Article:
Tuesday, April 26, 2011

Salvation, East and West

In the last post about my faith journey, I described the theological controversy around the meaning of salvation by faith alone that I encountered while in college. Although I came to a few conclusions on the subject, I had not resolved it satisfactorily when I encountered the Eastern Orthodox church over 15 years later. The Orthodox ended up helping me see the question from a different perspective.

What I found was that Eastern Christianity was not so focused on sin and forgiveness as much as a new kind of life and the transformation of our natures. Salvation is a process called theosis, which is being changed from our fallen human condition into sons of God, brothers and sisters of our Lord, transformed into his image, and partakers of the divine nature. We enter into this new life by faith, but our initial response of faith is just the beginning of this life of transformation. We receive the Holy Spirit, who works in our spirits, and we commune with God through prayer. However, we are not just spiritual beings; we are also physical. Therefore God makes use of physical means such as the sacraments to transform us. Our changed nature is reflected in the way we live our lives.

In short, the life of discipleship is not optional for a Christian, but the very path of transformation that saves us from a life of self-destruction, and brings us into eternal life. Heaven is not so much a reward for believing the right thing, but the fulfillment and completion of a supernatural life that begins in this life. What I found in Eastern Orthodoxy was that faith, good works, the work of the Holy Spirit, and salvation, were all intertwined in a dynamic relationship with God.

I read a booklet by Bp. Kallistos Ware where he responded to the Evangelical question, "are you saved?" He said that he was saved by Jesus on the cross; he is being saved now as he grows in his relationship with Christ; and his hope is to experience the completion of salvation in heaven. Notice that heaven is his hope, not his guarantee. He knows that he freely entered into this relationship with Christ, and he could freely leave it, even as a bishop. Apostasy and turning to a life of sin is always a possibility for any Christian in this life, so we must be vigilant so that we don't drift away. Don't get me wrong, God does not easily let go of us; he wants our salvation more than we do. However, he does respect our free will, and it is possible for a Christian to get so caught up in the world and sin that he prefers it to God, and is in danger of destruction.

That's my quick sketch of the Eastern Orthodox view of salvation as I understand it. What surprised me years later was that this was very similar to the Catholic view. Indeed, the worldwide Catholic Church includes Eastern Catholic churches whose theology of salvation is no different than the Eastern Orthodox. When you get to Western Catholic theology, there is more of an emphasis on sin, punishment, and forgiveness. Western categories are more distinct, and Western theologians try to nail down answers to questions that Eastern theologians prefer to leave unanswered. Western theologians use the term "sanctifying grace" to talk about the presence of God that accomplishes theosis. They use the term "mortal sin" to describe the kind of act that completely kills our relationship with God, and "venial sin" to describe an act that damages but does not kill the life of God within us. Eastern Christians recognize both kinds of effects of sin, but they are reluctant to categorize things in that way.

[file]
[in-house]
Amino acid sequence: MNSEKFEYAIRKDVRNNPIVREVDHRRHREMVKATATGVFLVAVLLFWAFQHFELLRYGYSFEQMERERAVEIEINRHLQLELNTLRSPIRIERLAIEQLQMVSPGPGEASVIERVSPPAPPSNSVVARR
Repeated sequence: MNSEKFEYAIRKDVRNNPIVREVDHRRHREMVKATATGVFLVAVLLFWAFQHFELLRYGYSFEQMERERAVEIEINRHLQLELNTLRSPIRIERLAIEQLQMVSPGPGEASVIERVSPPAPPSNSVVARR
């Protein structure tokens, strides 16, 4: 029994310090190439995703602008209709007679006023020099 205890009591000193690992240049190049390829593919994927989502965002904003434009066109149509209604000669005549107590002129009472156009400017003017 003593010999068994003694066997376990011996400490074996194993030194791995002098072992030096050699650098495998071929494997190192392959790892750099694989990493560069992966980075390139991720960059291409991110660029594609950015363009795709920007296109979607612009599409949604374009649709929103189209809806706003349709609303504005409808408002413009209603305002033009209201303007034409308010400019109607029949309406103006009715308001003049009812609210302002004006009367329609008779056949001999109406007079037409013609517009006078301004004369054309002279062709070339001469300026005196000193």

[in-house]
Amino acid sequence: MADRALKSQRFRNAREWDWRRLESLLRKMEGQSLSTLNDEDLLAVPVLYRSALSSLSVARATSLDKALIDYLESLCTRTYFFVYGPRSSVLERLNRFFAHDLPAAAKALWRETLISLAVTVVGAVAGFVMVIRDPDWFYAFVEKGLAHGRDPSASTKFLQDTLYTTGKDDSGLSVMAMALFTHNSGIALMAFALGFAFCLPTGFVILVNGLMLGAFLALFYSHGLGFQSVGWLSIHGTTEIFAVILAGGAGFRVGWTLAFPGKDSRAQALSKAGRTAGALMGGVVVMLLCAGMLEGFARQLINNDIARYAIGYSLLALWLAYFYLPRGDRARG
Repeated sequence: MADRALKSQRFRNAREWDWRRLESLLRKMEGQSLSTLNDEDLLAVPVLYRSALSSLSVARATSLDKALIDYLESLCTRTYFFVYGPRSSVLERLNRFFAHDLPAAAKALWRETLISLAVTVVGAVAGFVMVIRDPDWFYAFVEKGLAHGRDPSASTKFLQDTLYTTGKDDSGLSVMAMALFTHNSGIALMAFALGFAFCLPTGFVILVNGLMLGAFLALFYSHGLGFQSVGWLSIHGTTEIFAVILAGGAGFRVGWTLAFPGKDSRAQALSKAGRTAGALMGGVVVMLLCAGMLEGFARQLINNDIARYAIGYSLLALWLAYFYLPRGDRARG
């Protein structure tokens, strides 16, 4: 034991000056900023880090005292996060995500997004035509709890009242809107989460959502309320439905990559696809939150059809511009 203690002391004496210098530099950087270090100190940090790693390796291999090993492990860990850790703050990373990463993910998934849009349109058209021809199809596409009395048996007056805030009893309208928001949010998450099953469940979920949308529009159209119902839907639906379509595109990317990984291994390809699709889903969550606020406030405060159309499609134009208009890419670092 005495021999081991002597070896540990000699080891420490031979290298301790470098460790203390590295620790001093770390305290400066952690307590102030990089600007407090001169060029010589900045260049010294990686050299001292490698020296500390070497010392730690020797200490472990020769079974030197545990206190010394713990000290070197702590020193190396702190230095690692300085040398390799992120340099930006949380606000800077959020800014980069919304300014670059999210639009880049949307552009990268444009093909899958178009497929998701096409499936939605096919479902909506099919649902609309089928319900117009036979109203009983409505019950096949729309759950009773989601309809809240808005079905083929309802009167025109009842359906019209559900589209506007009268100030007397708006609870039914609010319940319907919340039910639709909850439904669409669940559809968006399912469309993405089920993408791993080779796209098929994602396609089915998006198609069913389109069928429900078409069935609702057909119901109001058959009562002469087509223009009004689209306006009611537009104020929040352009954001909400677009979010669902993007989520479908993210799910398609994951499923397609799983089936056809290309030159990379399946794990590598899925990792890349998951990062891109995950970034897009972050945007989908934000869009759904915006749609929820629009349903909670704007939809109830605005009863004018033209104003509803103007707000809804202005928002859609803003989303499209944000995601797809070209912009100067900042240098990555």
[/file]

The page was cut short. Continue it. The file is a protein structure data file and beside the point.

Nevertheless, Catholic theology recognizes that we need the grace of God to forgive our sins and to lift us up into the life of God. We respond to God's work in us by faith, and so cooperate with him. In other words, God will not change us if we don't want him too. We, in ourselves, can add nothing to what God does, but we can say "yes" to the offer of Christ to live his life through us. As in the Eastern view, there are physical as well as spiritual means through which God works in us. Although there are lots of activities involved in the Catholic walk of faith, known as works of charity, they are all actually works of Christ, because it is Christ who does them through us.

Well, these are huge topics, which I've barely touched on. I hope, however, it clarifies things a little bit. Please feel free to ask specific questions, and I'll see if I can find some answers.

1 comment:

kkollwitz said...

This emphasizes the tragedy of the Schism.

As JP2 said, "Christianity has two lungs, it will never breathe easily until it uses both of them."